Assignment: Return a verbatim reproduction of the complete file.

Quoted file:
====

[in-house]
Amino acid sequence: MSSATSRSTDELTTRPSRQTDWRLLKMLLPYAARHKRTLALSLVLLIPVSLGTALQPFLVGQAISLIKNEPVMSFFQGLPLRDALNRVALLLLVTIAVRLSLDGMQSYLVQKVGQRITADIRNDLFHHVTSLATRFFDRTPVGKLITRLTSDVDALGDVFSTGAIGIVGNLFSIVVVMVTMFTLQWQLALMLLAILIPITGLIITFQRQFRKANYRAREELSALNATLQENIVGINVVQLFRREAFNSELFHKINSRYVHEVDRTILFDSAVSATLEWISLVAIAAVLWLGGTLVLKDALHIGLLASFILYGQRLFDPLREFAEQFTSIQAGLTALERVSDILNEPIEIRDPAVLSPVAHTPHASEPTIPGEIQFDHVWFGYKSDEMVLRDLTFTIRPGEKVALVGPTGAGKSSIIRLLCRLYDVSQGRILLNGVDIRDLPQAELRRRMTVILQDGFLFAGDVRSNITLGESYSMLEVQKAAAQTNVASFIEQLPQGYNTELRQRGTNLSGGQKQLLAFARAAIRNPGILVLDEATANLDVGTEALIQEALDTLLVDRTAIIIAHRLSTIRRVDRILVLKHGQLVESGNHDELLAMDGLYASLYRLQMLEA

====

[in-house]
Amino acid sequence: MSSATSRSTDELTTRPSRQTDWRLLKMLLPYAARHKRTLALSLVLLIPVSLGTALQPFLVGQAISLIKNEPVMSFFQGLPLRDALNRVALLLLVTIAVRLSLDGMQSYLVQKVGQRITADIRNDLFHHVTSLATRFFDRTPVGKLITRLTSDVDALGDVFSTGAIGIVGNLFSIVVVMVTMFTLQWQLALMLLAILIPITGLIITFQRQFRKANYRAREELSALNATLQENIVGINVVQLFRREAFNSELFHKINSRYVHEVDRTILFDSAVSATLEWISLVAIAAVLWLGGTLVLKDALHIGLLASFILYGQRLFDPLREFAEQFTSIQAGLTALERVSDILNEPIEIRDPAVLSPVAHTPHASEPTIPGEIQFDHVWFGYKSDEMVLRDLTFTIRPGEKVALVGPTGAGKSSIIRLLCRLYDVSQGRILLNGVDIRDLPQAELRRRMTVILQDGFLFAGDVRSNITLGESYSMLEVQKAAAQTNVASFIEQLPQGYNTELRQRGTNLSGGQKQLLAFARAAIRNPGILVLDEATANLDVGTEALIQEALDTLLVDRTAIIIAHRLSTIRRVDRILVLKHGQLVESGNHDELLAMDGLYASLYRLQMLEA